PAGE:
I can’t quite tell if this idea has any merit at all, but it feels like it’s almost something…

I’d love to see others’ ideas about how something like this could be utilized to piggyback on the ever-increasing infrastructure behind social software like weblogs, wikis, etc.

Finally, over the past week it has occured to me that media files could be delivered as a part of this process, potentially in two directions, using the delayed delivery capabilities of podcasting. I get a recording of today’s French lesson and it is accompanied by a voice recorder widget that allows me to record my practice or my answer and send it to someone who can listen to it (in context?) and help me to improve…

Anything to this?

GTD signal snapshot

Thursday, July 7th, 2005

I had someone ask for a picture of the GTD desktop signal in action, so here it is…

snapshot of the desktop signal

London bombings

Thursday, July 7th, 2005

Seeing what’s happening in London leaves me at a loss for words. My heart goes out to those who are suffering as a result of this horrible act.

Rico – Home

Wednesday, July 6th, 2005

Rico – Home

“Ajax is the term that describes a set of web development techniques for creating interactive web applications. One of the key ingredients is the JavaScript object XmlHttpRequest. Rico provides a very simple interface for registering Ajax request handlers as well as HTML elements or JavaScript objects as Ajax response objects. Multiple elements and/or objects may be updated as the result of one Ajax request.”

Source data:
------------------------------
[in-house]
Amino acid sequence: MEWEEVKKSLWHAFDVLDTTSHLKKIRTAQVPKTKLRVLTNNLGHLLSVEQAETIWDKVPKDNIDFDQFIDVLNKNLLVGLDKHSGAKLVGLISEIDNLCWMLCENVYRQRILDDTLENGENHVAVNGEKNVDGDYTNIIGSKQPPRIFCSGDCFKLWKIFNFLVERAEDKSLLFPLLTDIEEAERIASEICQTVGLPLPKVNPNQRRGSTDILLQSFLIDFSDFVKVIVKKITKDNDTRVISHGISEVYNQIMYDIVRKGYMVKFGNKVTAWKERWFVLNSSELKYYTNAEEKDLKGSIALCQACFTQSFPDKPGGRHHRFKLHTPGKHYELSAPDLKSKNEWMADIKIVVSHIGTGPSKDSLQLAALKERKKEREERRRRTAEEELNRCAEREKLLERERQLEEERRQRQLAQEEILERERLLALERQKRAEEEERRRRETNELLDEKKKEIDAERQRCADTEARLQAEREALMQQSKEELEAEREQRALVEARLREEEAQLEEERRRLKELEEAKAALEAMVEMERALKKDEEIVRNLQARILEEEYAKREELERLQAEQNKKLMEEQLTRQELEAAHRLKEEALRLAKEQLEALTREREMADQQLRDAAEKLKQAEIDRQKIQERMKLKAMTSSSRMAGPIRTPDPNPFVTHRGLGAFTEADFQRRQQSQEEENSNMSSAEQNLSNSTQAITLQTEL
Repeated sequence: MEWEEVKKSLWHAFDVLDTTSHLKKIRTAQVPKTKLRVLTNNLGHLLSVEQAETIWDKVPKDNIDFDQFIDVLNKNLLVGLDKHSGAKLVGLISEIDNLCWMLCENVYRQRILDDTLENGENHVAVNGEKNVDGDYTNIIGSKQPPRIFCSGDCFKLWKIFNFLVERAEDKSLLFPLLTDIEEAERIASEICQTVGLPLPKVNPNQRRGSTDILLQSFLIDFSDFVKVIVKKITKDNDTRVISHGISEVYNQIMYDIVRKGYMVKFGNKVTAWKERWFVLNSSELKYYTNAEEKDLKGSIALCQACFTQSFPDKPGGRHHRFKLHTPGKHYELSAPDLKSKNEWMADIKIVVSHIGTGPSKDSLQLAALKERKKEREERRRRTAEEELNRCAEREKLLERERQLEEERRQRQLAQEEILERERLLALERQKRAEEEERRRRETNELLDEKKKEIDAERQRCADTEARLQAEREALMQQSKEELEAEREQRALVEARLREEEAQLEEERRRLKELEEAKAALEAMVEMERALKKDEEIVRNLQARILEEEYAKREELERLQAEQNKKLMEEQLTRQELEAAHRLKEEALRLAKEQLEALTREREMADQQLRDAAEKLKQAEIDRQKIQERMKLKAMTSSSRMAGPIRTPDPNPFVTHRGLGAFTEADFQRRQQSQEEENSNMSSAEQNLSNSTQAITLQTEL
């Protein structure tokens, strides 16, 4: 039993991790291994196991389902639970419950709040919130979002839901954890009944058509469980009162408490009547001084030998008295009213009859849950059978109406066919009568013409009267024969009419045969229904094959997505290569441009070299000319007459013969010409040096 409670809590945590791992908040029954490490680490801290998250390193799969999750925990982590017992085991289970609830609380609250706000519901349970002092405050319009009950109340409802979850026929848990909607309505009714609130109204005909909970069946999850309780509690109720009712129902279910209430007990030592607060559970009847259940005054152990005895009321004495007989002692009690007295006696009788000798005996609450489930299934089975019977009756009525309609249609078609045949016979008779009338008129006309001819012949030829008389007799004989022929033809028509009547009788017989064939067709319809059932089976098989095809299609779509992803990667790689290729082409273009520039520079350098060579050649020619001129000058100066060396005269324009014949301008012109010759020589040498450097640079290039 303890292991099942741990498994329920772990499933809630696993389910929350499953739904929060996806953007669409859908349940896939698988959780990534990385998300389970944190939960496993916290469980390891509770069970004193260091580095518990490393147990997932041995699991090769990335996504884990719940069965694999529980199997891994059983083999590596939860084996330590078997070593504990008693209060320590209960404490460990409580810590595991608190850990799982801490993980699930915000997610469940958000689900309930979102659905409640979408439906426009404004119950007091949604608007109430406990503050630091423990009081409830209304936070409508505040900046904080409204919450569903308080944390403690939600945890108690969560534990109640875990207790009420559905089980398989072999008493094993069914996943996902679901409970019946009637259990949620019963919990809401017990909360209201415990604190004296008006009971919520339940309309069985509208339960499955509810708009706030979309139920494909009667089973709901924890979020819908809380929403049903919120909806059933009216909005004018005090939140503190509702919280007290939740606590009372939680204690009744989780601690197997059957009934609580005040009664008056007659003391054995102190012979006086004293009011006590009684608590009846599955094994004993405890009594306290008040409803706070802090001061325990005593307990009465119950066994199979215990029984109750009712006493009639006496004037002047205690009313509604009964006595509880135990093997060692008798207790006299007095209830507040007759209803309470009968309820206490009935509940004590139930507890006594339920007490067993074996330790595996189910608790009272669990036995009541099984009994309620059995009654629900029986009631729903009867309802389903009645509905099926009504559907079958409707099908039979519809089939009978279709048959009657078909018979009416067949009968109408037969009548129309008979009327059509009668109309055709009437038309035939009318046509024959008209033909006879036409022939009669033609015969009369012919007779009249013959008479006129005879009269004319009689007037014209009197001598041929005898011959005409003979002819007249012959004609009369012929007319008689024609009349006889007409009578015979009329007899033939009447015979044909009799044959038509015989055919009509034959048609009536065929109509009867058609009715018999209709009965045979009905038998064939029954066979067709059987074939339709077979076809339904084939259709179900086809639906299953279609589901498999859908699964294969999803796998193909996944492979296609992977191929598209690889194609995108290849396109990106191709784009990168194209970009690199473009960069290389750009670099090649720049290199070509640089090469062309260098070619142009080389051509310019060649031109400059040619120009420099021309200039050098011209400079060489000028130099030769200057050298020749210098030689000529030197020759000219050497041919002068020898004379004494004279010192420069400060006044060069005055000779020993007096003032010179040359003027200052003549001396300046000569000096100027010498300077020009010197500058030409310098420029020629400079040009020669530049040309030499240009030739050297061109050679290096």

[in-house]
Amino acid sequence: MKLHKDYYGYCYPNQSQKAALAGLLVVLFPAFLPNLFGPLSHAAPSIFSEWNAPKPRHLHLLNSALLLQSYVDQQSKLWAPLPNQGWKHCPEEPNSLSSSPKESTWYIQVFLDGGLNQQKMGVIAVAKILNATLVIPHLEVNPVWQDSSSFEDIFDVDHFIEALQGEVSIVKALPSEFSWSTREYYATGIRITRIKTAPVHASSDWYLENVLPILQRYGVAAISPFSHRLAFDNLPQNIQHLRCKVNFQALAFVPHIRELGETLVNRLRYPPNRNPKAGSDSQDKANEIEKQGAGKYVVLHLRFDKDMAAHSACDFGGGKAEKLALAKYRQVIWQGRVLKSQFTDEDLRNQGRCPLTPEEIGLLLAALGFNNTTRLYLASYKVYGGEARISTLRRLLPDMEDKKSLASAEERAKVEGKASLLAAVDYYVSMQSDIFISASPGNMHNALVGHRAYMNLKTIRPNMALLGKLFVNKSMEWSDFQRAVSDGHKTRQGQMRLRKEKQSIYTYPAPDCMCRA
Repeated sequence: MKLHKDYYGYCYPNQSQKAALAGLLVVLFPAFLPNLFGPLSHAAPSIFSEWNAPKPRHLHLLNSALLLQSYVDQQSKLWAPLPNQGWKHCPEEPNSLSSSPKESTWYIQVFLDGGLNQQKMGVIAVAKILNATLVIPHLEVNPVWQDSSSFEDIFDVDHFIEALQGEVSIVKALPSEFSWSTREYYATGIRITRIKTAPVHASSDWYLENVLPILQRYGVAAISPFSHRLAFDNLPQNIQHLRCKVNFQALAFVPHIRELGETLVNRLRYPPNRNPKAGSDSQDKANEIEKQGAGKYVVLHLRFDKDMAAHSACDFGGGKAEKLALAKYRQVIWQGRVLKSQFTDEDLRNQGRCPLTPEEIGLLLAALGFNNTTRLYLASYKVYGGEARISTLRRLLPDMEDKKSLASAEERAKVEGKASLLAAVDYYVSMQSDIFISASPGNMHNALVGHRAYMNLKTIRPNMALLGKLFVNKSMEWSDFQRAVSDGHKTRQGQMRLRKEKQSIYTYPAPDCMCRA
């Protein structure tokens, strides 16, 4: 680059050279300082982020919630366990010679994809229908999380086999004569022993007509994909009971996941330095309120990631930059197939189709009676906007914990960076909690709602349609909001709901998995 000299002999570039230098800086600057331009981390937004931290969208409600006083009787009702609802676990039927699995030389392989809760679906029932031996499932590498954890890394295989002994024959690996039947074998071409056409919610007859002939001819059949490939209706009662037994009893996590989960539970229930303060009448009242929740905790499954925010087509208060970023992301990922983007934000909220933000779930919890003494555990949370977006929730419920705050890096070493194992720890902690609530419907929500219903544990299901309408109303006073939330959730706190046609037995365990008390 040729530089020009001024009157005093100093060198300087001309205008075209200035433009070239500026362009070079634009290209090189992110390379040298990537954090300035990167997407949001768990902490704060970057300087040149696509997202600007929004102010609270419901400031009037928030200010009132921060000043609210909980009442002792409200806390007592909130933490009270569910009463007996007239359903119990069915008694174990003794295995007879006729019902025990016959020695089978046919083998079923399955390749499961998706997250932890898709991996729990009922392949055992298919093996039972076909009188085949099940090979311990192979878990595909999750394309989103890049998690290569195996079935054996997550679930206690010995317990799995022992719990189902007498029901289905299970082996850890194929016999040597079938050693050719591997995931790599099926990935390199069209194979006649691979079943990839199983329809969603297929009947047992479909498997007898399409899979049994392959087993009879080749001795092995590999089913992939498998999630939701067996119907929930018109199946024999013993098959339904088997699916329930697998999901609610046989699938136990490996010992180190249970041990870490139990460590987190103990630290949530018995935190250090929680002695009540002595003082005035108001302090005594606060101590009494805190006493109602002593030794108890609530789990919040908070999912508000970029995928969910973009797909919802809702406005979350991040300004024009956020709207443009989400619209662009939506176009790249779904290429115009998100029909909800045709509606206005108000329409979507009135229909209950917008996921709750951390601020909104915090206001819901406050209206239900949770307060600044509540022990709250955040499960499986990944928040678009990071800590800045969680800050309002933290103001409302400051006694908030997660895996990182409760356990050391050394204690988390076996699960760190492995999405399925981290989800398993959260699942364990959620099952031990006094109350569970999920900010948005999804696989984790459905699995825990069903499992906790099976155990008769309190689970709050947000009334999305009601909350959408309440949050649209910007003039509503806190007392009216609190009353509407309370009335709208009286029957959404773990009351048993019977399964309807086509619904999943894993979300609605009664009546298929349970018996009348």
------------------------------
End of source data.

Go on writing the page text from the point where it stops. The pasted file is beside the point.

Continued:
Cornell News: New mind model

Wednesday, July 6th, 2005

Cornell News: New mind model

“The theory that the mind works like a computer, in a series of distinct stages, was an important steppingstone in cognitive science, but it has outlived its usefulness, concludes a new Cornell University study. Instead, the mind should be thought of more as working the way biological organisms do: as a dynamic continuum, cascading through shades of grey.”

[via elearnspace]

strange systems: Using Wireframes (Revised)

Wednesday, July 6th, 2005

There are many concepts that are applied consistently across many different design disciplines. Often these are the activities that seem so logical that experts don’t even think about them any more. Wireframes/Storyboards seems to be one of those concepts. A well-done sketch of a project using this sort of programmatic approach is the most important (and often, difficult) part of any design endeavor.

This site has a very nice overview of the use of wireframes from an information architecture perspective.

strange systems: Using Wireframes (Revised)

A wireframe is a stripped-down visual representation of a single web page, devoid of any graphic treatment. As the name suggests, it is a framework made with wires, which define basic layout and placement of content and page elements such as navigation; header & footer; branding etc.

MIgration nearly complete

Tuesday, July 5th, 2005

I have once again decided to change the location of this weblog. I recently moved my personal site over to Dreamhost’s servers and decided to move this one as well. I’m using WordPress, which I am quite impressed with thus far. Anyway, I’m just about ready to release it into the wild (whatever that means…).